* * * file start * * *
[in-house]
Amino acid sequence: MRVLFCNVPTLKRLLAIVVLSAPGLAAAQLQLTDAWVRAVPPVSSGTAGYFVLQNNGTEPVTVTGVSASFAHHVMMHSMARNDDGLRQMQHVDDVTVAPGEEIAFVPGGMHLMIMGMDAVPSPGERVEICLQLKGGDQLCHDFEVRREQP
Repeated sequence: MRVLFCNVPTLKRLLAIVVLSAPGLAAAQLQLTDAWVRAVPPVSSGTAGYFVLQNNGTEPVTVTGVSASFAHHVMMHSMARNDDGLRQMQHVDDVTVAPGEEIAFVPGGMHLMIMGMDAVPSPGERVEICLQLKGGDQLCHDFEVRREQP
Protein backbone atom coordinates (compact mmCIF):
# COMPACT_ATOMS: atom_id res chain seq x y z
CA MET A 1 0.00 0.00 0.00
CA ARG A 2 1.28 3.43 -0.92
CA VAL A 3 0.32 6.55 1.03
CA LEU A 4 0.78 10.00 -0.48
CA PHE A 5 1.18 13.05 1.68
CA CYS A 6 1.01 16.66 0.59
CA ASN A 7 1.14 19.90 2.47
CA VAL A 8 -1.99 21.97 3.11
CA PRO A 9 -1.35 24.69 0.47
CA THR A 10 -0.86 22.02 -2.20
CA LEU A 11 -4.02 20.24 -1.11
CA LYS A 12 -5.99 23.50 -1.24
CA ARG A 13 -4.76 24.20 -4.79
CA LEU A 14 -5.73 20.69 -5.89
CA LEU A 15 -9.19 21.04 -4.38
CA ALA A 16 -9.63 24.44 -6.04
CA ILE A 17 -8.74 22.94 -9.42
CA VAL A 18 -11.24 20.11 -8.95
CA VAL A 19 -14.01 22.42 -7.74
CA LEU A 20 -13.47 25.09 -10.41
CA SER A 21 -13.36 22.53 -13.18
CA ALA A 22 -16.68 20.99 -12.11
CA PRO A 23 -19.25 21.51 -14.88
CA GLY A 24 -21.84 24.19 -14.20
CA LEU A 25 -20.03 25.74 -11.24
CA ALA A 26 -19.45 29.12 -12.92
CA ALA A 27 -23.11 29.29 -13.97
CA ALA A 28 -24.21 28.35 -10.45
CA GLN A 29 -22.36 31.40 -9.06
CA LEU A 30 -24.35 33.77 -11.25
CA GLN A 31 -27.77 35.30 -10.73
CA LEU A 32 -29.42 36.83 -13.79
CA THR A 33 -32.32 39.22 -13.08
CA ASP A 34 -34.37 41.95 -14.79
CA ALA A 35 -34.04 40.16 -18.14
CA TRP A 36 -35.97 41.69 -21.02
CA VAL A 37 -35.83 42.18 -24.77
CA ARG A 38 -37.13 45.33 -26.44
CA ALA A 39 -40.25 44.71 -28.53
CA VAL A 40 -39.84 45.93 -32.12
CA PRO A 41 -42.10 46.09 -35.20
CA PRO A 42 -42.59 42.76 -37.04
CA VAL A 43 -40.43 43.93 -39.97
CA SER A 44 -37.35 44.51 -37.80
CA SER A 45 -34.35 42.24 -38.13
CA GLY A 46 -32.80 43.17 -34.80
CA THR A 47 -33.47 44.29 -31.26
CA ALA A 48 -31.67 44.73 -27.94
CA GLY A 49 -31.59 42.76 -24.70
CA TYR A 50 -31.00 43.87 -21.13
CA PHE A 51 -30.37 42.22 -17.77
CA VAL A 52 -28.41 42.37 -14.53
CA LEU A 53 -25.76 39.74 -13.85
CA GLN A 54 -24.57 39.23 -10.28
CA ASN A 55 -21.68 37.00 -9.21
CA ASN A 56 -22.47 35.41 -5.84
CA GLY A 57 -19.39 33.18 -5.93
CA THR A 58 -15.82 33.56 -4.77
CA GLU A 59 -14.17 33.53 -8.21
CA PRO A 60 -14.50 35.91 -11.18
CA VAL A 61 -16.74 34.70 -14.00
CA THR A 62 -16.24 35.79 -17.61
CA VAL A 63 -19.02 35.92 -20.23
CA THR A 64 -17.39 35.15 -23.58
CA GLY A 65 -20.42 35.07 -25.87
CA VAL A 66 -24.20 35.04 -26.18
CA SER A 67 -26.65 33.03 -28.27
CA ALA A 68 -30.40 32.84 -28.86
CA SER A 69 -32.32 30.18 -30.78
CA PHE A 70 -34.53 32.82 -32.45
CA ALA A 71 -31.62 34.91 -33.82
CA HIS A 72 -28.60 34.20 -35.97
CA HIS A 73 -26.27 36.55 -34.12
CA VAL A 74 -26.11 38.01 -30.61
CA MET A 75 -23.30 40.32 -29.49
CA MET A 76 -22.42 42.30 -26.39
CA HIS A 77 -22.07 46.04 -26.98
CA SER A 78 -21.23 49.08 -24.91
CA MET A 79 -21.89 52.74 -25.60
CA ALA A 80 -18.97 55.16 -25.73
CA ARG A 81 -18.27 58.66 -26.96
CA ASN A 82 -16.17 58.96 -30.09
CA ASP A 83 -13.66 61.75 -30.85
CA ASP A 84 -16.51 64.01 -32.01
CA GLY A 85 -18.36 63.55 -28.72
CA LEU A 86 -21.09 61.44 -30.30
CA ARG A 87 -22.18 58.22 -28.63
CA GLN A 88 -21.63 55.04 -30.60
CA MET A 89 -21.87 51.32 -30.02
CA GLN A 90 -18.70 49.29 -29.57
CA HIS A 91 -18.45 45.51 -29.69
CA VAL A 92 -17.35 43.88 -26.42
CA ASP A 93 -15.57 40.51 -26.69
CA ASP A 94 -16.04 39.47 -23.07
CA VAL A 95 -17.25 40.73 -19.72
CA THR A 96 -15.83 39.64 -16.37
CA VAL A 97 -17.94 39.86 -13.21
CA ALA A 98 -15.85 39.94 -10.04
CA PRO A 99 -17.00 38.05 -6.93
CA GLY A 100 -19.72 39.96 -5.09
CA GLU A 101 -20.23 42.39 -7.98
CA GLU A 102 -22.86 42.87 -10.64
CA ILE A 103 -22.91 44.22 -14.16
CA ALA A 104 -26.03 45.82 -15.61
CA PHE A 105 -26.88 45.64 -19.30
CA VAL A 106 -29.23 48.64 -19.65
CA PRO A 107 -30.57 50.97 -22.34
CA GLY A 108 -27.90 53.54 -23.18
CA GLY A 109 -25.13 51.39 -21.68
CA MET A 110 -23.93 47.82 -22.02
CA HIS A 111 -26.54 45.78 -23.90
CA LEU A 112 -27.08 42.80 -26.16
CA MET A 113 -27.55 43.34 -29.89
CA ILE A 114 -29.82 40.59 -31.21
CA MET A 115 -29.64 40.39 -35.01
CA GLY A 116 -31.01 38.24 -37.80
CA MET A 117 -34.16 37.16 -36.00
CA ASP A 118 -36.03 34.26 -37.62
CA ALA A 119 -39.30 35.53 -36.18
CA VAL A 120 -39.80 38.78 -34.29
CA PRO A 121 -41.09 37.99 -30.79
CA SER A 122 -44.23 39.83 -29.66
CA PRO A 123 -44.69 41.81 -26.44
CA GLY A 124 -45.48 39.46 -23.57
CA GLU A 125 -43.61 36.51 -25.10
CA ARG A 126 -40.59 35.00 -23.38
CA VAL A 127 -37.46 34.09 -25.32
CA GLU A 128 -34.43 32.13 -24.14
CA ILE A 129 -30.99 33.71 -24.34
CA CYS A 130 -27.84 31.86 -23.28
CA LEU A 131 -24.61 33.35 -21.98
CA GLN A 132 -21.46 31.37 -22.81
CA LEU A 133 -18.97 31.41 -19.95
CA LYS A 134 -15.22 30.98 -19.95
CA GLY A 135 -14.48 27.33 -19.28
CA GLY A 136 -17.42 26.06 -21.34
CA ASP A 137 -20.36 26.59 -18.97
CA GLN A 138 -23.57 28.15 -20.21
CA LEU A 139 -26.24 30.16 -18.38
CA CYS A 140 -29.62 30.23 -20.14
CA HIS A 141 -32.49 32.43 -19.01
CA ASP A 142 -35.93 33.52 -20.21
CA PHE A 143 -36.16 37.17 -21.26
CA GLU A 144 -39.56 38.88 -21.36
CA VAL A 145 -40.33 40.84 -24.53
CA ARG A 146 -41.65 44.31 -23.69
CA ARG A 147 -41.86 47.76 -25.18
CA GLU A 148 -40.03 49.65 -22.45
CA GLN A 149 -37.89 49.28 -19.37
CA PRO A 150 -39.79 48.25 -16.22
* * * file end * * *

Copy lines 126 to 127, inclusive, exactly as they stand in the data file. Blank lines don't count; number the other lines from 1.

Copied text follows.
CA PRO A 121 -41.09 37.99 -30.79
CA SER A 122 -44.23 39.83 -29.66